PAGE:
Much of the research on self-regulation has investigated the influence of school settings. However, fewer studies have concentrated on the home environment and its influence on student’s academic behaviour in school. The present research investigates the influence of mothers’ parenting styles on students’ self-regulated learning behaviours in schools. The research included 351 primary students (11 and 12 years-old) and their mothers in the Kingdom of Saudi Arabia. The research was conducted using a crosssectional survey design in which mothers were asked to complete a Parenting Styles Questionnaire (Robinson, Mandleco, Olsen & Hart, 1995) and their children completed a modified form of the Motivated Strategies for Learning Questionnaire (Pintrich, Smith, Garcia & McKeachie, 1991). Results differ from what had been reported in the literature. We find that Saudi mothers tend to be authoritative rather than authoritarian (cf. Dwairy et al. 2006; Achoui, 2003). We find that authoritative styles are significantly and positively related to students’ self-efficacy, cognitive and metacognitive strategy use, and study and time management, whereas permissive styles are significantly but negatively correlated to self-efficacy and metacognitive self-regulation. Authoritarian styles have a small negative influence on time and study management and a small positive influence on help seeking, both effects being marginally significant.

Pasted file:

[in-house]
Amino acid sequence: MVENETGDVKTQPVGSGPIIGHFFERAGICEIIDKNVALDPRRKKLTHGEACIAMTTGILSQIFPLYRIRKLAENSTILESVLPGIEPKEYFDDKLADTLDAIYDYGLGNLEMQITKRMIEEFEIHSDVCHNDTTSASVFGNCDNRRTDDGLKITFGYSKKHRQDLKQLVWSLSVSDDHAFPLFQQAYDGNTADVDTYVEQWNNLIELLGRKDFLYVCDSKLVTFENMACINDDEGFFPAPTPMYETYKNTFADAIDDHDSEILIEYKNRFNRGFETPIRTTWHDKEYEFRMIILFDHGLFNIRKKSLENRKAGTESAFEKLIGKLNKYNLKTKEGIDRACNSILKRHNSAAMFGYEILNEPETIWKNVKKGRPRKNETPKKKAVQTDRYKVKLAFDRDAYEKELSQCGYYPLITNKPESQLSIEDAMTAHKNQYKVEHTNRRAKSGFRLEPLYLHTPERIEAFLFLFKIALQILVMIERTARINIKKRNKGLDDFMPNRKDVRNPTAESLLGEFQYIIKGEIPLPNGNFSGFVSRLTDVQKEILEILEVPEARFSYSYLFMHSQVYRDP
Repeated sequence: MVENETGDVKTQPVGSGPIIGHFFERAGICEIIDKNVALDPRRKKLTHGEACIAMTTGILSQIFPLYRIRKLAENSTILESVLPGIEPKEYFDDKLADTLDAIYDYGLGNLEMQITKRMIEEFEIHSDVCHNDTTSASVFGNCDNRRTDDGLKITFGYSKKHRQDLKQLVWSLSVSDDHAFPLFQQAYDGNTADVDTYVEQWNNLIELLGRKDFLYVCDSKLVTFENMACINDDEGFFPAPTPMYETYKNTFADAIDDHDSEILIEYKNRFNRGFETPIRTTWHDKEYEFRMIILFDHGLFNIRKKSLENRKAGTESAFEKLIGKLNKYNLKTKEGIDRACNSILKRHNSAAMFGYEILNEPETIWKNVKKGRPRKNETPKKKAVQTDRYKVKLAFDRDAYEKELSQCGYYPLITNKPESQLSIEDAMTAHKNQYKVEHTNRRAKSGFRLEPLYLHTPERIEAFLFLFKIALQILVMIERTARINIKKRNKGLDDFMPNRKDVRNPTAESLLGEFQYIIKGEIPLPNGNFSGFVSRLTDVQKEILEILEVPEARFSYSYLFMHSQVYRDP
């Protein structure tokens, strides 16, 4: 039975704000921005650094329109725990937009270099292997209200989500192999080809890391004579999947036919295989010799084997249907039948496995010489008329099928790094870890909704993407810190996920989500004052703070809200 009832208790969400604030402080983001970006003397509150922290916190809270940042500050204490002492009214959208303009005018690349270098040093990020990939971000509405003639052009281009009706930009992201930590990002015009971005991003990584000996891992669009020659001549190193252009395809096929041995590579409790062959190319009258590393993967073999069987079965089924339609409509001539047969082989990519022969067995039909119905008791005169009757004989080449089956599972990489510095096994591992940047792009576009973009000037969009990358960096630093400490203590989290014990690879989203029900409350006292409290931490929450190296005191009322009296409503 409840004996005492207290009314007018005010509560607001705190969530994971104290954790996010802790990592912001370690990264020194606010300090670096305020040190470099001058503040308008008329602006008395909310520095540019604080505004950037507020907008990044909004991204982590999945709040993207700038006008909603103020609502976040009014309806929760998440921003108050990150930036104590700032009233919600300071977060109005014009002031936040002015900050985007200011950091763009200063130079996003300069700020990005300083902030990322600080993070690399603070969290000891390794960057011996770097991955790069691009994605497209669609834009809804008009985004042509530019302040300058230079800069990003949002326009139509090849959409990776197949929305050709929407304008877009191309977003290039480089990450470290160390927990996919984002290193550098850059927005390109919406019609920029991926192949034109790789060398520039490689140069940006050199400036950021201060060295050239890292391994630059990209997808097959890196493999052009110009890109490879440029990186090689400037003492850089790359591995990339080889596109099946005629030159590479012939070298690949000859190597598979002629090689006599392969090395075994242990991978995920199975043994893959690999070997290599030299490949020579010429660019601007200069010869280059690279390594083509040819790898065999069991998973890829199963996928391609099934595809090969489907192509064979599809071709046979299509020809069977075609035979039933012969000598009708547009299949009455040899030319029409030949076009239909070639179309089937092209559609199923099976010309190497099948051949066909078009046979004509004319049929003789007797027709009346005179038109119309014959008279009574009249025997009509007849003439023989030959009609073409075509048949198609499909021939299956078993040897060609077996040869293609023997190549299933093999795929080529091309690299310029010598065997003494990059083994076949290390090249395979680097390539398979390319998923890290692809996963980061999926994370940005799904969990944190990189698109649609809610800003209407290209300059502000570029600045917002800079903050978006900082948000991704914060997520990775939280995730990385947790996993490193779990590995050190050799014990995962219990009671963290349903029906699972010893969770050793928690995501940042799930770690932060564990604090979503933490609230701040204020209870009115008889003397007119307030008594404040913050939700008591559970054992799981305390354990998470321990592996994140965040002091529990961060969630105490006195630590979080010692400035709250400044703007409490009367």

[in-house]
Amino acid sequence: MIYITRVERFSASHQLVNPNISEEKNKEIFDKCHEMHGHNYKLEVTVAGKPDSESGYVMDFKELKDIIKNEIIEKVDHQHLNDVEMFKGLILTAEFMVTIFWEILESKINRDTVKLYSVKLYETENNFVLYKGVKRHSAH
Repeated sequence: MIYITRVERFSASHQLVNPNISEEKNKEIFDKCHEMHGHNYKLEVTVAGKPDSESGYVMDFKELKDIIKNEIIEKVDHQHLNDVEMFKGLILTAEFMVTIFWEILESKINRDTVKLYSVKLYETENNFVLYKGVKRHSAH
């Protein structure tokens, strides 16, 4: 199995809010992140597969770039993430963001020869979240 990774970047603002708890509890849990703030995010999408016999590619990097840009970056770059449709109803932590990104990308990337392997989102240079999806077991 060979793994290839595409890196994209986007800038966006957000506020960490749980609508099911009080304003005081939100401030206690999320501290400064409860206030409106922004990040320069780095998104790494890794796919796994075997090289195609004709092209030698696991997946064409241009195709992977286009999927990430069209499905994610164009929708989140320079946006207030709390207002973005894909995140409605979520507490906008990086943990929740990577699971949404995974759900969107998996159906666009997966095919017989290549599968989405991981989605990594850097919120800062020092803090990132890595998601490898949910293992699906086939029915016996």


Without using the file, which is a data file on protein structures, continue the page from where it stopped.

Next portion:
|Number of pages||18|
|Journal||Issues in Educational Research|
|Publication status||Published - 2 Aug 2017|